10-14 Trash Talk!

How long does it take for popo skin to decompose?
My job in the last year has been focused on trash. I spend a lot of time talking about trash and compost and other such goodness. It isn’t nearly as fun to write blog posts about trash as it was to write blog posts about sex. That’s why there has been less work-related things on the blog. But, here goes another update on work.
My counterpart, Brian, and I got noticed back when we did the trash boats. Since then, we’ve been working on some fairly public stuff. Most recently, we’ve been part of a team effort to change the solid waste management system in the mamas’ market.
A few quick numbers on waste management in Vila. The downtown mamas’ market produces 55 metric tons of rubbish each week. The smaller Freshwota market produces 515 kgs of rubbish each day. Of that rubbish, 97% is compostable materials such as coconut husks, leaves, cabbage stems and coconut leaf baskets. The average single-family home in Vila produces about 15 kgs of waste that is about 50% compostable each week.
Peak Tire of Mount Trash.  (More on Peak Tire later)
These numbers are important for a two reasons that I understand enough to explain. The first is that we live on a small island. Land is scarce and needed for food production, especially as town is growing and the import/export difference is not in Vanuatu’s favor. The Municipal dump was meant to last 100 years. At current rates, it will fill up in 20-30 years. This is due to the speed at which Port Vila is growing and that it is the only dump available so everyone uses it, not just people inside Municipal boundaries.
The second reason also has to do with food production. The soil in Vanuatu is extremely rich. It is the kind of rich that makes fence posts sprout. Historically, the ground has been managed using a system that in the US would be called permaculture. (Here, it’s just called farming.) The crops are mixed together and plots are rotated every 4-7 years to allow fallow time. Due to increased demand and people’s interest in winning cash money, the fallow times are shortening or disappearing entirely. At the moment, the soil is rich enough to sustain this, but it is only a matter of time before this impacts yields. Replenishing the soil now by using compost will ensure continued fertility for future generations.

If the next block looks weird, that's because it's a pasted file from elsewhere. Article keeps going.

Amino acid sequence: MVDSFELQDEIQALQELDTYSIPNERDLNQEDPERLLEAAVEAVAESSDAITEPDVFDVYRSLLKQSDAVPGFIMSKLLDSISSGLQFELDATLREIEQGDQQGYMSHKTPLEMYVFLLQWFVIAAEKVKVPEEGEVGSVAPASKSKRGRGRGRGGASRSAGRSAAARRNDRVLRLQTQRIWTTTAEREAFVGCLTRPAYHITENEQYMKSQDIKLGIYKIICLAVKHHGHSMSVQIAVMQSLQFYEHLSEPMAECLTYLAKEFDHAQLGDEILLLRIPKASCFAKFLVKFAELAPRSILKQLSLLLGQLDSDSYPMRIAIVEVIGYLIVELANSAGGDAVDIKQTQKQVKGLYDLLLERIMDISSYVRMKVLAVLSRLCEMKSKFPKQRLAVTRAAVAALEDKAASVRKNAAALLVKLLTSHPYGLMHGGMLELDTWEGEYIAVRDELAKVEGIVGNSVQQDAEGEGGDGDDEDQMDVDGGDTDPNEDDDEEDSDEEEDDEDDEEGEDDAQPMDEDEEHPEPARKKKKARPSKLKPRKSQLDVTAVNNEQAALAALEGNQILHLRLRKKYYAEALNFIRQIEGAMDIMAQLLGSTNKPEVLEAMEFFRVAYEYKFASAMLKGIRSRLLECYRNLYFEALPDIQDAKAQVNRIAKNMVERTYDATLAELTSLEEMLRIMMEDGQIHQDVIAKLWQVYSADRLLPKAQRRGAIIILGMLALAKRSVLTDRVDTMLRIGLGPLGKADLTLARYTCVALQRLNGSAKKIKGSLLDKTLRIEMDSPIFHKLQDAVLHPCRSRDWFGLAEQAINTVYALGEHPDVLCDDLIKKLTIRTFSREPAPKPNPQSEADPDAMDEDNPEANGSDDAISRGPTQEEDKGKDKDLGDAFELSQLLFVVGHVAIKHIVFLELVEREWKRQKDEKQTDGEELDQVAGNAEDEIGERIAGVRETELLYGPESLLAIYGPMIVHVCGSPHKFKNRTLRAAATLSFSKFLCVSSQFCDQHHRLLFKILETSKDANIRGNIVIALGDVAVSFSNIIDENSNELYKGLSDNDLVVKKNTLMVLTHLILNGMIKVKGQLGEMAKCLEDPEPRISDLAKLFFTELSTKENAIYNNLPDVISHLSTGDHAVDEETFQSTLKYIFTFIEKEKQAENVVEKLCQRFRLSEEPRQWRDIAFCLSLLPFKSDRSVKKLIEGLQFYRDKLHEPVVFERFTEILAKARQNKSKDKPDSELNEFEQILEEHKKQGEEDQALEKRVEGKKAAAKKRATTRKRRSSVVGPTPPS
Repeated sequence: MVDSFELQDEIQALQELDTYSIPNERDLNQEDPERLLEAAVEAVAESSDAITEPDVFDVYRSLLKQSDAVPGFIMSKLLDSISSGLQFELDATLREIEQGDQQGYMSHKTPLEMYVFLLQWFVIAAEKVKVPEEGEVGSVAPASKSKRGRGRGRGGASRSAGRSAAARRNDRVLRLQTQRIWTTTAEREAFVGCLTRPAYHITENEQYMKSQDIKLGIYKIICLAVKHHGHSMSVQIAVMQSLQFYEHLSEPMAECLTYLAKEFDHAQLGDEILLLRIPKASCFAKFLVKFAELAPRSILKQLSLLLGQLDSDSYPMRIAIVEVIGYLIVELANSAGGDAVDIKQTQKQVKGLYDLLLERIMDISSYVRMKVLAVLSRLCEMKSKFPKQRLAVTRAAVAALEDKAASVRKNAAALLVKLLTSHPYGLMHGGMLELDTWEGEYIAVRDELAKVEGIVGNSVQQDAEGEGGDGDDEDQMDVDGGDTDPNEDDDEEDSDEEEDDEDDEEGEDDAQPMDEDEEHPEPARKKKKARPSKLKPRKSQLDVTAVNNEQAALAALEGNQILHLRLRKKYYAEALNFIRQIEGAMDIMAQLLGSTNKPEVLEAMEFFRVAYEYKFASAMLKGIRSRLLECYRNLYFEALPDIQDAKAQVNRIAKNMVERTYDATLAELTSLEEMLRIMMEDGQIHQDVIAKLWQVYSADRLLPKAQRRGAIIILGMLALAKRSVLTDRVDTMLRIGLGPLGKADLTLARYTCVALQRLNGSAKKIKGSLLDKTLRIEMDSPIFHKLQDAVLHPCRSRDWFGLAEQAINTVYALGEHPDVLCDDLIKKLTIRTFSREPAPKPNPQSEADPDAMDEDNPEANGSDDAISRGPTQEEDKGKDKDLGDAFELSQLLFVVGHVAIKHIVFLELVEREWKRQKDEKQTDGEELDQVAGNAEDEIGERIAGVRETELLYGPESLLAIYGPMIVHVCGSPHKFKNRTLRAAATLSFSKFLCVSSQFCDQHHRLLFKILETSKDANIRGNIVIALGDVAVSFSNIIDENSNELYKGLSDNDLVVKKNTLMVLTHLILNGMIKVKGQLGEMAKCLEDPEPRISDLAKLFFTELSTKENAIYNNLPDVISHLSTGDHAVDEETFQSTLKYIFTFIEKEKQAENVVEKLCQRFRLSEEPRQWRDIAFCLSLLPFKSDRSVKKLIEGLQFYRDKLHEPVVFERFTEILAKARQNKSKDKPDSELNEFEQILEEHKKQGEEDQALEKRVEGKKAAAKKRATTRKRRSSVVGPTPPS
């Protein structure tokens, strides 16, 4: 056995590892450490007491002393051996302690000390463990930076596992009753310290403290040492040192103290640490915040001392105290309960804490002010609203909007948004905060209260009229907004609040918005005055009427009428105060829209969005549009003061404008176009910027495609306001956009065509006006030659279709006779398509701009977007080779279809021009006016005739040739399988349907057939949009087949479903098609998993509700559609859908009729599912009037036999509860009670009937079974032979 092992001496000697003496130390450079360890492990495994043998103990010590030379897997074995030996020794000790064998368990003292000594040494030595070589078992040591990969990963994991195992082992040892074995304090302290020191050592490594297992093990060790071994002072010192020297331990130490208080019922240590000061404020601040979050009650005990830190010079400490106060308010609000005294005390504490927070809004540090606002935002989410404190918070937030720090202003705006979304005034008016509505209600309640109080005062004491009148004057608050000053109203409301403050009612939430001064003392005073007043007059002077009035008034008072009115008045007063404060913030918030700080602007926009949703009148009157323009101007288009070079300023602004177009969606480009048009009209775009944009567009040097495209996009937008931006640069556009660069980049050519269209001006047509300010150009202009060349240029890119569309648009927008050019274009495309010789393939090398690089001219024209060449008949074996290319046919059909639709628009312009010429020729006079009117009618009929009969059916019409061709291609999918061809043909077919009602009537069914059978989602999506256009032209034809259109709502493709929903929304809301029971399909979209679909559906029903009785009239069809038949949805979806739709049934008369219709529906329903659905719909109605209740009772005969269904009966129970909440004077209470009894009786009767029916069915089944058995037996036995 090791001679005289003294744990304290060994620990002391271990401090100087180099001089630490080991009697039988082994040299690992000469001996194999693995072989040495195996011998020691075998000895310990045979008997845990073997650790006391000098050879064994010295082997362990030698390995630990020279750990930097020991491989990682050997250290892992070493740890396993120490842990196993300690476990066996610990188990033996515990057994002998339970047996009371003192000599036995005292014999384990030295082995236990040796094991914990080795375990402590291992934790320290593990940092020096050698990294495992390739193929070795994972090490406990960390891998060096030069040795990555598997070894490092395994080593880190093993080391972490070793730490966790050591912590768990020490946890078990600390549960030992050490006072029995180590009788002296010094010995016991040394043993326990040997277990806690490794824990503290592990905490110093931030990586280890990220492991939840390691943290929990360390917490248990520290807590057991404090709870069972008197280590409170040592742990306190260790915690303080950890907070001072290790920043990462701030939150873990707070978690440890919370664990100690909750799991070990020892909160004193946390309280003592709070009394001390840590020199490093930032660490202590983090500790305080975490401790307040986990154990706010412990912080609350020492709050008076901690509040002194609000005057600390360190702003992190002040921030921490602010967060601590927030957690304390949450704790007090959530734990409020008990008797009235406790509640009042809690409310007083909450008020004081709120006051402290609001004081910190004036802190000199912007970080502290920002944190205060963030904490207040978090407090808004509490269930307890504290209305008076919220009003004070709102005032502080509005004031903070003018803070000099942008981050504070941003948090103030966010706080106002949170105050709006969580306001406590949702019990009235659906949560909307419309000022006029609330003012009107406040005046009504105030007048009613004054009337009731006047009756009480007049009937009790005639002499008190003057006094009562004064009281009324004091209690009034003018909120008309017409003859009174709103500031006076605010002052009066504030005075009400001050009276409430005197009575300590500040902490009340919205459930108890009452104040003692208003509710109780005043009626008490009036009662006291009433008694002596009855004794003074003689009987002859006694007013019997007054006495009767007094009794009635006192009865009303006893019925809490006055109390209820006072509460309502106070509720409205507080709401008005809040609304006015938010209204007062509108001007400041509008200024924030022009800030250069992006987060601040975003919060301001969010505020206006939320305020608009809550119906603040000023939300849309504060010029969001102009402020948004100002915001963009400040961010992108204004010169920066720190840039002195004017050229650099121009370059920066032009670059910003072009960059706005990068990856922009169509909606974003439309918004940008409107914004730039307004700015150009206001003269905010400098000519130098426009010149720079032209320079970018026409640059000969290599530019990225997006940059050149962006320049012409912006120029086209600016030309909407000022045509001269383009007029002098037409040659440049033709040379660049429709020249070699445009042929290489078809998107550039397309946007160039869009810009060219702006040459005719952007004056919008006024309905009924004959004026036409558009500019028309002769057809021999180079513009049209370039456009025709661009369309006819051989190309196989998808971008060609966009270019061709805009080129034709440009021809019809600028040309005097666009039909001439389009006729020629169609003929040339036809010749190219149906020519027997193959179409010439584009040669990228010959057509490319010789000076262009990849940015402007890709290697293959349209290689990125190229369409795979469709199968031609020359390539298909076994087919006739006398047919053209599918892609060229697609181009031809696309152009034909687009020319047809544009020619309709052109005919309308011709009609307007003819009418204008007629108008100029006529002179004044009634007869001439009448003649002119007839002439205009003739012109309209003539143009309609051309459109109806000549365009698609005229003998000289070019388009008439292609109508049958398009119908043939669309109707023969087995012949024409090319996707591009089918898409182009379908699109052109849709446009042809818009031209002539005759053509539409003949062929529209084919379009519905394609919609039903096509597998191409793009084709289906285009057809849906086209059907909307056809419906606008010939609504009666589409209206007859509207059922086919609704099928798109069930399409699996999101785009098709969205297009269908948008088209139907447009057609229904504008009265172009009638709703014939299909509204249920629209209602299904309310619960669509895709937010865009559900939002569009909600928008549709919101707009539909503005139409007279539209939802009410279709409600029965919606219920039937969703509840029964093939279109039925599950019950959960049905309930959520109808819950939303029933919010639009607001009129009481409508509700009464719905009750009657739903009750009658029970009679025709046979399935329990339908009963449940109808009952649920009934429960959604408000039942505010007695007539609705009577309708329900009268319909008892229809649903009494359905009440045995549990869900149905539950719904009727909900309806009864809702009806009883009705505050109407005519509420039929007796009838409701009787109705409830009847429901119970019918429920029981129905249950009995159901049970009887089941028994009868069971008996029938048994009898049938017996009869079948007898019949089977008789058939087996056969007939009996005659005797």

Minister of the Environment, putting his rubbish away.

So, back to the market. The previous system was to heap up all the trash – organic, inorganic, and recyclable – in a couple of major places. After a few days, scrape it up with shovels and move it to where the Municipal truck can reach it. The Municipal truck would come through “twice a week” (kinda, sorta, maybe) and scoop all the now-rotting trash up into a truck that would take it away to the town dump. The market smelled like sewage and rotting food (not helped by the sewer that runs in front of the market).
The new system is a bit more complicated. The mamas, or whoever is throwing away garbage, separates the waste as they throw it away. There are 55 gallon drums placed around the market with pictures of vegetables, tin cans or plastic. The person throwing away the waste, puts the right kind of rubbish in the right bin. Municipal will carry away the green waste every day (right now it is taking 2 trips a day). They will remove the other waste twice a week. The green waste is going to Rainbow Gardens where it will be used as compost or pig food.
Painted drums to show where things go.  It isn’t working.

Brian and I fit into this in the education side. We’ve been running “awarenesses” about decomposition, compost and rubbish separation. We started by creating a timeline that showed how long it takes different kinds of garbage to decompose. (Newspaper = 3 weeks, plywood = 3 years, cigarette filter =3-5 years, biodegradable plastic bag = 13 years, etc.) Our next lesson was all about compost. We took samples of raw materials, half-composted material and fully composted material and asked the mamas to guess what was in the half-composted stuff. We also explained how they can make this at their house to improve their yields. A lot of the flower farmers already use compost, but the vegetable farmers don’t much. Now, we are focusing on appropriate waste separation. Before you think this is too basic, keep in mind there is a problem in using the toilet properly. As in, which way to sit and where the toilet paper goes. Seriously.
The new system took effect last week. I left and went to Pentecost. I’ll see how it is going when I get back to Vila. We have 2 more weeks of educational activities, then it is up to the city to maintain the system. Cross your fingers that we’ve done enough and this takes off.

Waste in the right drum!

Leave a Reply

Your email address will not be published. Required fields are marked *